Absorption of Sulfur Dioxide in Water F. FT. ADAMIS, Massachusetts Institute of Technology, Cambridge, Mass.
EWIS and Whitman have
shown ( 2 ) that in the absorption of a very slightly soluble gas from air by water or in the absorption of a pure gas in water, the rate of absorption is controlled by the resistance of a film of liquid a t the liquid-gas int e r f a c e . On the other hand, where a very soluble gas is being absorbed from air by water, the resistance of the gas film a t this interface controls. With sulfur dioxide and water we have a n intermediate case which is rendered complex by the fact that i t may or may not come under either of these classifications. Here the t y p e of absorbing e q u i p m e n t may exert a controlling effect on the mechanism of absorption. This i n v e s t i g a t i o n reports a study of the effect of l i q u o r velocity, gas velocity, and temperature on the rate of absorption of s u l f u r d i o x i d e f r o m sulfur-burner gas by water in a spiral-tile packed tower ( 3 ) .
The absorption of sulfur dioxide in water in a spiral-tile packed tower is studied with relation to the effects of liquor relocity, gas velocity, and temperature on the mechanism of absorption. Data suitable for the design of absorption equipment are obtained in the practical operating range of these zwiables. The ocer-all resistance to the absorption of sulfur dioxide comprises both gas and liquid film resistances, although the latter is generally of major importance. Resistance to its absorption m a y be reduced by increasing liquor f!elocity, temperalure, and gas velocity, the magnitude qf the effect being in the order named. Ouer-all resistance (RL) is inz!ersely proportional to the 0.89 power of liquor velocity. The effect of temperature on over-all resistance ut low gas and liquor celocities is similar to its effect in a wetted-wall tower; at high liquor velocity, the effect is much greater. Gas eelocity affects the resistance to absorption at higher liquor velocity, but is unimportant at l o x 1iquor velocity.
EXPERIJIEKTAL PROCEDURE An experimental tower was constructed of 18-inch tile pipe which was packed with 3-inch spiral, acid-proof tile. Provision was made for controlling liquor velocity, gas velocity, and temperature in the tower. Gas for absorption was obtained by tapping off from a main through which commercial burner gas was flowing. An orifice in the line gave a rough measure, suitable for control purposes, of the amount of gas flowing. After passing through the tower, the inert gases with the residual sulfur dioxide were exhausted by a vacuum pump. Water was fed to a constant-head box in which was immersed a steam coil to facilitate temperature control. Variation of liquor velocity was obtained by means of a hand-controlled valve between the head box and the distributing device in the top of the tower. The liquor a t the base of the tower was maintained a t a constant level to insure that the liquor exit was always sealed and to prevent sealing of the gas inlet. The acid produced was measured in barrels, samples for analysis being taken in the discharge pipe from the tower. Gas analyses for sulfur dioxide were made by means of a n Orsat apparatus a t the entrance and exit of the tower. Temperatures of entering and leaving gas and liquor were obtained with thermometers. The operating conditions were maintained uniform for a sufficient period of time before and after a run so that there was no chance of accumulation or depletion in the system during the run. Between series, the tower was cleaned and repacked and, in some cases, modification of the liquor distributing head was made.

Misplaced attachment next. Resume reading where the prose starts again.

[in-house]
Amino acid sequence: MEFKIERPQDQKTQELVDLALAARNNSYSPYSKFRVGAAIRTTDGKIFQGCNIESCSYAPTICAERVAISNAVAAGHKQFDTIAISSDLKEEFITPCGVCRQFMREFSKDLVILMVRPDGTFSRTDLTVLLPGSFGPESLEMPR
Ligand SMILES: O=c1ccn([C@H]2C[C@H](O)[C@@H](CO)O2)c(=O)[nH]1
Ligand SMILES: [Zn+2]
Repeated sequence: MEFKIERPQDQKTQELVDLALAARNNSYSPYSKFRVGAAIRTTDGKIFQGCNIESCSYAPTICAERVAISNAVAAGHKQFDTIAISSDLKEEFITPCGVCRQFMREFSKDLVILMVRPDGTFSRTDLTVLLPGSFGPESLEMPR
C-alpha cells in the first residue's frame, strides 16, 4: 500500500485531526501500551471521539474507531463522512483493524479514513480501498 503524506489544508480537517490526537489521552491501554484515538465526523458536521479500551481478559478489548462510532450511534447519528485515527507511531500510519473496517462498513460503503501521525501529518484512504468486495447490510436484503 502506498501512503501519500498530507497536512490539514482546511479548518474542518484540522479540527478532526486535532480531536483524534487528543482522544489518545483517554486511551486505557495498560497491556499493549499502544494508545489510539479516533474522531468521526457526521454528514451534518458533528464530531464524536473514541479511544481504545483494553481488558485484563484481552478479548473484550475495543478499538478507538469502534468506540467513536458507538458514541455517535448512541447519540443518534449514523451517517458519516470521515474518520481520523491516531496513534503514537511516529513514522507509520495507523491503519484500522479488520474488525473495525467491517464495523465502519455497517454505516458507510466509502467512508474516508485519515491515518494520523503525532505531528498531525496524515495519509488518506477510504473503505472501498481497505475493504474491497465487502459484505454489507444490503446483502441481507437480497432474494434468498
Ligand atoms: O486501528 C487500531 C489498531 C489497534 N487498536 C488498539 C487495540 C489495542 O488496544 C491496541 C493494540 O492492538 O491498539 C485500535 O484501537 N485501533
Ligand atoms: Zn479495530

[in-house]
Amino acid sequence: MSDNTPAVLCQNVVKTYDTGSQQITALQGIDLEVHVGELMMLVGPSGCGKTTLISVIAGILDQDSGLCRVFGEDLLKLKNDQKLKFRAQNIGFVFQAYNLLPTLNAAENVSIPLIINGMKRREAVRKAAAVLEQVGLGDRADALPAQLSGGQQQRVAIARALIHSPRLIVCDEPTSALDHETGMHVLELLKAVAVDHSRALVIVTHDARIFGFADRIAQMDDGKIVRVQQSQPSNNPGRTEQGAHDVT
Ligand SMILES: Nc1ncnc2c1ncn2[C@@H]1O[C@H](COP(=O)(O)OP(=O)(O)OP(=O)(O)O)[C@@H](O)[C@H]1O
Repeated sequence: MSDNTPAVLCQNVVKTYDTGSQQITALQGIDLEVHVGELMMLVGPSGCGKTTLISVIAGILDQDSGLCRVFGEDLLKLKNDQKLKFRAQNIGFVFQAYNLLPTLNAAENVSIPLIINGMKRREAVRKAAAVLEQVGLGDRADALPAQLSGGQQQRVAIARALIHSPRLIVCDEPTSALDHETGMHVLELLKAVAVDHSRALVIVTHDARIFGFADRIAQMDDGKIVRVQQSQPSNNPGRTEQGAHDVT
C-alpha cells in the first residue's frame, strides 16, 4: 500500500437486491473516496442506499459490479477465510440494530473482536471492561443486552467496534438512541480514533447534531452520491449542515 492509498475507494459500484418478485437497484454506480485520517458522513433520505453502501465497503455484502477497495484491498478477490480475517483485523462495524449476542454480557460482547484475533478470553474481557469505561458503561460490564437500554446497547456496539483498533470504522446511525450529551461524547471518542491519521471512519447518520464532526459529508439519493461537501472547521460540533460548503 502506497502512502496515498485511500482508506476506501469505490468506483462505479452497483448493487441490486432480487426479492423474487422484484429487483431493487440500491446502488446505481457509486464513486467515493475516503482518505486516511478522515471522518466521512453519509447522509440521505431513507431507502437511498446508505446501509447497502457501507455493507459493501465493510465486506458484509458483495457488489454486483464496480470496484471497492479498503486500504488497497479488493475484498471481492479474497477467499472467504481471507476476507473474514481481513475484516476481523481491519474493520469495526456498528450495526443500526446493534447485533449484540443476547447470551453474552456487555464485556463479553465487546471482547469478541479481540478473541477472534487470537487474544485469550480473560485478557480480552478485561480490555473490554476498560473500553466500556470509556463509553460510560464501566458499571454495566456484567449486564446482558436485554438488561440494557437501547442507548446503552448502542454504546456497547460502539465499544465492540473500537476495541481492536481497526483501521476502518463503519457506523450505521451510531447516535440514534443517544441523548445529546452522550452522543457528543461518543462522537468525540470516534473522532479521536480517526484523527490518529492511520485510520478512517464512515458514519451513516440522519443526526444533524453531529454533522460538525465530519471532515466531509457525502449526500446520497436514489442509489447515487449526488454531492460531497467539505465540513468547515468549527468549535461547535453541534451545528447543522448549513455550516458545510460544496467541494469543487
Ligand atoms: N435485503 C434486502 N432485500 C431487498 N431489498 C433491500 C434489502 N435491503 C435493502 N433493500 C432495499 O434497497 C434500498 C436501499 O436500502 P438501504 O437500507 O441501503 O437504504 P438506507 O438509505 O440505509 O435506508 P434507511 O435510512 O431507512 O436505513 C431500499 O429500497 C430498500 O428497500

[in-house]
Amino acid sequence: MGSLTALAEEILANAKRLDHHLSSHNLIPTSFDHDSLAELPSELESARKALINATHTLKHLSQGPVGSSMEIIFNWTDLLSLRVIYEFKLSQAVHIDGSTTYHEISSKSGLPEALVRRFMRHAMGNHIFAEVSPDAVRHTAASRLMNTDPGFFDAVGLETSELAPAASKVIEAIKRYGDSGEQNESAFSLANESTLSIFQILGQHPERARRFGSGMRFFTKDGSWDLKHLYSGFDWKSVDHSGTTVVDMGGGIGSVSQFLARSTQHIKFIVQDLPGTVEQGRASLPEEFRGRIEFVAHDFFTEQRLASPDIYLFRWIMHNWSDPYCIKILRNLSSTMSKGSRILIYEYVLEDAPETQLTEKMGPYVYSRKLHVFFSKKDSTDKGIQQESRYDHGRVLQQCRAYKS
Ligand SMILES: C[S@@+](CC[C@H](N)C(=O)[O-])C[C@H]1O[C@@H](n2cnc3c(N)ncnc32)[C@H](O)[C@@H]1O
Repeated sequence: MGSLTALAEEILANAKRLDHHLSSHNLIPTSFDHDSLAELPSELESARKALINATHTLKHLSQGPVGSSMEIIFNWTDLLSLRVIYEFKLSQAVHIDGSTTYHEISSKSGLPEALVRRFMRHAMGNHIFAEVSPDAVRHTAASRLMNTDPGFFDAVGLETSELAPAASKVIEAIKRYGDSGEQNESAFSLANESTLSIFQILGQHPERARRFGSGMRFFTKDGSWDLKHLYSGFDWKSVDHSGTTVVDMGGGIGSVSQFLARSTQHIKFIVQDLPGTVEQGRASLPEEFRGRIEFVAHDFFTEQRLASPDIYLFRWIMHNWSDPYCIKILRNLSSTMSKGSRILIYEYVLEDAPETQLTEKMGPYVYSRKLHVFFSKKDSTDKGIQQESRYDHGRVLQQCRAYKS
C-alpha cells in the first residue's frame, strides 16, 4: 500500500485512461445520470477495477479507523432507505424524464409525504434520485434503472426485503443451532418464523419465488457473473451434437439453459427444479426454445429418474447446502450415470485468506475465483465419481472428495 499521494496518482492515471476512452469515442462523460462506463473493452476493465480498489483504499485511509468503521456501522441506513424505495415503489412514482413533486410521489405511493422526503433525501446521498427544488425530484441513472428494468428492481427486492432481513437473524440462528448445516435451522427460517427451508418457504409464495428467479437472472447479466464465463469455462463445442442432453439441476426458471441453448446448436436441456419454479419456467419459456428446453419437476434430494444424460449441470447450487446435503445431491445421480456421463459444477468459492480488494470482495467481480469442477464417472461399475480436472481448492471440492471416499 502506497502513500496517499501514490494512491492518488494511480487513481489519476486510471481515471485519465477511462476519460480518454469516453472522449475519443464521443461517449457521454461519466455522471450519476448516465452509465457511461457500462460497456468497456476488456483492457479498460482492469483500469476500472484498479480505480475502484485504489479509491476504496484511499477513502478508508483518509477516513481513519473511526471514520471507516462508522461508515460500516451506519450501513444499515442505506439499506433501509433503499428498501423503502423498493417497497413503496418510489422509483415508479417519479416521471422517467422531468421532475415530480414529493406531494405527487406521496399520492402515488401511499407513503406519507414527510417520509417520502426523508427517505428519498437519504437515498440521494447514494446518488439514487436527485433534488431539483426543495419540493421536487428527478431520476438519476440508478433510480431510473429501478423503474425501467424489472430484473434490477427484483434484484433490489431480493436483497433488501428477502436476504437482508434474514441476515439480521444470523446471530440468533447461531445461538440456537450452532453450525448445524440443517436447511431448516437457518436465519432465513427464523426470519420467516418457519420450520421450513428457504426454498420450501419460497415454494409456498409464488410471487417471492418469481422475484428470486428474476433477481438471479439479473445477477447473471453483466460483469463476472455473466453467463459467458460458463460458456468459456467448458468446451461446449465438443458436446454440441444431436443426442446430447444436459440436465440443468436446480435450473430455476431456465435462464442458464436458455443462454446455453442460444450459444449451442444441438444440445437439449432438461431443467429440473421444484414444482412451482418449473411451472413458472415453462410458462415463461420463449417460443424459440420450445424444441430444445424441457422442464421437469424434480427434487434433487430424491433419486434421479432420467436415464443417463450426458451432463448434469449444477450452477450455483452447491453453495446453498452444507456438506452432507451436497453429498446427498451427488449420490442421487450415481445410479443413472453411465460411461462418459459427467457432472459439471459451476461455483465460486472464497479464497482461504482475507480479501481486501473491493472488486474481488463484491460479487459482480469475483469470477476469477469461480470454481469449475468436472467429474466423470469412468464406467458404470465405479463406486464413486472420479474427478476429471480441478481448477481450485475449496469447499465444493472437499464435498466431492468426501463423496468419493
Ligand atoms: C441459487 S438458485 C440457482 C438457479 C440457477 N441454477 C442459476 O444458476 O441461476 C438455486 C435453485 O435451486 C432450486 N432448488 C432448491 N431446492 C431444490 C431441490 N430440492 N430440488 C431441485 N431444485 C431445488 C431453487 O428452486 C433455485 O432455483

states that the rate of absorption (dW/dO) is e q u a l t o t h e product of the specific r a t e of a b s o r p t i o n (ka),the volume of absorption apparatus (dT?), a n d a d r i v i n g f o r c e (Acj, which in this equation has been taken as the difference in conc e n t r a t i o n of solute between gas and liquor. The equation m a y be w r i t t e n i n t e r m s of diffusional resistance (TI,), crosssectional area (A), and height ( d l ) of tower dTT' - i l d l i c d% rL
This equations holds for diffusion through a liquid film and may be used a l s o w h e r e tlie major resistance to absorption ih the resistance of the liquid film. 4 similar equation:
applies to gas film diffusion, or where the major resistance to absorption is encountered in the gas film. I n intermediate cases, where both gas and liquid films offer substantial resistance to diffusion, individual film resistances cannot be determined directly. If the system follows Henry'.< law, the equations may be integrated readily to yield an over-all resistance t o absorption ( R ) . Thus,
where (Acja,.. and ( A P ) ~ ~are . the logarithmic mean driving forces through the tower expressed as concentration difference and pressure difference, respectively. I n the absorption of sulfur dioxide, Henry's law does not hold, so that the values of RL and R G have been obtained by graphical integration (see Methods of Calculation) of Equations 2 and 3, expressing the results as over-all resistances. The diffusional resistance, R L , is composed of t\vo resistances in series, that of the gay film and t,liat of the liquid film, through which the solute must diffuse:
DISCUSSIOK OF RESULTS
= rL =
RL = Hro -k rL (6) resistance of gas film resistance of liquid film, both expressed in concentration units, and €I being the solubility coefficient of sulfur dioxide in water and used here for converting from pressure units to concentration units.
Similarly, but using pressure units,
The basic absorption equation
I N D U S T R I A L A N D E N G I N E E R I S G C H E AI I S T R Y
The effect of liquor velocity on the over-all resistance is shown in Table I, where liquor velocity varies between 2.50 and 56.2 pounds per per square foot Of tower Cross section. Gas velocity was maintained reasonably constant a t '.j8 pounds per IninUte per 'quare foot, and the liquor constant around 760 F' Inspection sho'vs temperature 100 80